Tuesday, May 22, 2007

Winners and Losers


Lately I've been thinking about Pastor Arlo, the retired pastor who was a member of my first parish our in rural South Dakota. He was a member of Our Saviors, a pretty little country church with its own cemetery: one of three churches in my parish. He had been a basketball star in high school. He graduated from high school, married and went into farming, like so many others of his era. Then in the late 1950s, he went to college and then to seminary. He spent his entire ministry serving two rural parishes, in Platte, Nebraska and in New Effington, South Dakota.

After he retired, he served as the interim pastor at the churches were he grew up. He held his last service the week before I arrived. He announced to all of the churches that he would not do any pastoral ministry: no baptisms, no funerals, no weddings. From now on, he said, they would have a new pastor. At the time, I don't think I realized the magnitude of his gift, or his sacrifice.

My second day of ministry, I got a phone call from a funeral home. One of the members of my parish had died. I remembered that we had prayed for him on Sunday, and I had checked in on him at the hospital when I was in town getting my checking account. This family had not been in church on Sunday and had not heard Pastor Arlo's announcement. They wanted him to be involved in the funeral service in some way. What should I do? I didn't want to turn down their request to include a beloved pastor, and someone they had known since childhood, as well.

As it turned out, I didn't have to do anything. When they called him, he said "No." And that's what he always said, every time someone asked him to help with a funeral. He was always available if I wanted him to help -- once I lost my voice due to a bad cold, and he offered to help with the services. And he preached and presided for me when I was on vacation, if he was available.

Sometimes he would come to my office and ask me questions about the changes in the church: why did we have Passion Sunday now instead of Palm Sunday? What is the significance of the "imposition of ashes"? What's the difference between the Christ Candle and the "Paschal Candle" we are supposed to use now? All these things were new to him.

Sometimes he would come to my office just to make copies to send to Medicare. He told me that his doctor told him he wasn't supposed to drink cofffee any more. He said that in one small community he served, he saw what happened when a retired pastor stayed in the community. Every time there was a special event, a baptism, a funeral, a wedding, they asked the former pastor. "That young man never really got to serve his people," he said. "That's wrong."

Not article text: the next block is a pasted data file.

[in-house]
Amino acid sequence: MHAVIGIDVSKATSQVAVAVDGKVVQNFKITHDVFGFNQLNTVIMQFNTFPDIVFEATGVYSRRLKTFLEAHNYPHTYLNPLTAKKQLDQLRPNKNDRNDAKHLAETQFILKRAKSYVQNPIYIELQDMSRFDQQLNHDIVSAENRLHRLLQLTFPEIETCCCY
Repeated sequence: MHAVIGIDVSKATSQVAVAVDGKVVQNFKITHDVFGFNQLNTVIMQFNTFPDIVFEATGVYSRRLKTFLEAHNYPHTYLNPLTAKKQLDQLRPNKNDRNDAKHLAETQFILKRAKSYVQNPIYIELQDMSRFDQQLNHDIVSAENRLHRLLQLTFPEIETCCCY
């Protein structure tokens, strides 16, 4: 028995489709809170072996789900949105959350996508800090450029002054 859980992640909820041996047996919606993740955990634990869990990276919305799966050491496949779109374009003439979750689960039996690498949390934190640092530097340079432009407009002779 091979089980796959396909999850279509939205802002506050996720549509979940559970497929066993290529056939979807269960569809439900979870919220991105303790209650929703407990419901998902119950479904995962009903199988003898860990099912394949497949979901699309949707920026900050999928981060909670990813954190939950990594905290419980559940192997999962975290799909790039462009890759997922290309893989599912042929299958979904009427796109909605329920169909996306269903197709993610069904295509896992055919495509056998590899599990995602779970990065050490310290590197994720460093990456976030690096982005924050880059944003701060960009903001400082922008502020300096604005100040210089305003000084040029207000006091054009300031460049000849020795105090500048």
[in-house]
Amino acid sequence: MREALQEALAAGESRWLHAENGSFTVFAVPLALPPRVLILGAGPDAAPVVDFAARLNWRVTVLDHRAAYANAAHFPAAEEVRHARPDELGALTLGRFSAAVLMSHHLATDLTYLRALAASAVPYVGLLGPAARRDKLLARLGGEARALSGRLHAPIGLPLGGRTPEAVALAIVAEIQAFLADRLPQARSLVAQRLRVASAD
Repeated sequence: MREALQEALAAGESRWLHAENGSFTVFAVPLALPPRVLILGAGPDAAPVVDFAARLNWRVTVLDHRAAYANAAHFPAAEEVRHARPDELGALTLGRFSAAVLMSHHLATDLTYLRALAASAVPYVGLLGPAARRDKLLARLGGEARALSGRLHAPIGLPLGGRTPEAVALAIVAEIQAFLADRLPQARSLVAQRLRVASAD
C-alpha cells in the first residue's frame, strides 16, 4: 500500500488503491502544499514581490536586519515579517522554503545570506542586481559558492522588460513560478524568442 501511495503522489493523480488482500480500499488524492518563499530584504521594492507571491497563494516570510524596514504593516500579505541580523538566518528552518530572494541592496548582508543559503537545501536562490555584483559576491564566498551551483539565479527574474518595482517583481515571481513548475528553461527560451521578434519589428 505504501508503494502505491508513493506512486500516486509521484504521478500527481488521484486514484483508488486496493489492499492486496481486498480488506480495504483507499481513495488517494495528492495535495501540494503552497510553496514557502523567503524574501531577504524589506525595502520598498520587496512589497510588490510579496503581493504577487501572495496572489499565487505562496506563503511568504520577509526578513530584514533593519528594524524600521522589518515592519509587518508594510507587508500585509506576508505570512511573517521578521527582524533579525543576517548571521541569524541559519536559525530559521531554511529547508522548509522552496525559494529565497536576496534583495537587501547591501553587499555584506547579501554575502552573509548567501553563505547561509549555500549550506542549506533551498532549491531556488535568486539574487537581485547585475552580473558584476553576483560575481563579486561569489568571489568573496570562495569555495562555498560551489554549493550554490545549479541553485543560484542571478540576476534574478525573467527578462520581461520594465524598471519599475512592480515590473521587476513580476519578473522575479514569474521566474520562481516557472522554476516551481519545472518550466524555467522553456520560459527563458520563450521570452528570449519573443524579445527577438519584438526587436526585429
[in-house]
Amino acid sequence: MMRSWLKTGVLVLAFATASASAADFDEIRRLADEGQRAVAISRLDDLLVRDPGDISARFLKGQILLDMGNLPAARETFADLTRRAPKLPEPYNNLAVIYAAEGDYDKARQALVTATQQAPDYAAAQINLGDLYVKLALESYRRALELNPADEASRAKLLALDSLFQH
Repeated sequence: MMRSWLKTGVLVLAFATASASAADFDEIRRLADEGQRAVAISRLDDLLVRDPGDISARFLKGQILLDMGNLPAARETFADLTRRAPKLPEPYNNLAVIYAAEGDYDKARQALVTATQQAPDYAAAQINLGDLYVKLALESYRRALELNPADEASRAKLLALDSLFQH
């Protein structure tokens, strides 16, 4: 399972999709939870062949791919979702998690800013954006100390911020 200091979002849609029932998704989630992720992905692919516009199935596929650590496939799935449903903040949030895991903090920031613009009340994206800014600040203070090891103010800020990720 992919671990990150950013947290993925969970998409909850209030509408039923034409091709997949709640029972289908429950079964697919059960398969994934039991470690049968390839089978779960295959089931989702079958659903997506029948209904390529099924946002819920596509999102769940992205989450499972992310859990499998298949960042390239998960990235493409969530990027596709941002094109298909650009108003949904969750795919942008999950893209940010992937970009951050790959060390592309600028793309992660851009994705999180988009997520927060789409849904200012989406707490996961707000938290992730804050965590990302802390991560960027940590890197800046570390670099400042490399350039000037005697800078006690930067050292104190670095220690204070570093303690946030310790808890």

He was unfailingly supportive of my ministry. If he had questions regarding women in ministry, I never knew about it. Often he would take the time to comment on something from a sermon he and his wife had enjoyed. He supported me publicly in congregational meetings.

I described him once as a "gracious pietist." He was a tall man, but he always walked with a little stoop, as if he were bending over to hear you a little better. He never gave advice unless he was asked, but when asked his advice was always sound, and always with the gospel -- and the people -- in mind.

With our ears to the world and its values, we often hear about "winners" and "losers." If you want to "win," they say, you need to get a plan and stay on it. You need to buy your home early so that it will appreciate in value. You need to start putting away money when you are 18 or 22, and you need to look at every transaction as a financial one. There are no other values to look at, and if you think so, then you are one of the "losers".

Should Pastor Arlo have left the farm and gone to college and seminary? Was he a "winner" or a "loser"? When he died in 2005, he wasn't a rich man, as the "winners" define wealth. He didn't own a home until he retired. He served out in prairie towns, where often pastors are reluctant to go these days, where towns are dying now. He was a faithful pastor in an age when many people decry religion as bunk.

As for me, if I can tune out the noise long enough, I think I can hear the music of a still small voice, "Well done, good and faithful servant."

4 comments:

Serena said...

What a great (healthy) pastor! Thanks for "remembering" him with us. This reflection is a reminder of why I love officiating at memorial services ... the opportunity to get to know another of God's saints.

Barbara B. said...

Pastor Arlo sounds like a great guy!

I love the picture -- quintessential Dakota prairie church!

Diane said...

Thanks Barb -- I thought you might enjoy the scenery.

Marsha said...

Beautiful post Diane. You make me wish I knew this man and glad that I know you, if only through your blog!

Marsha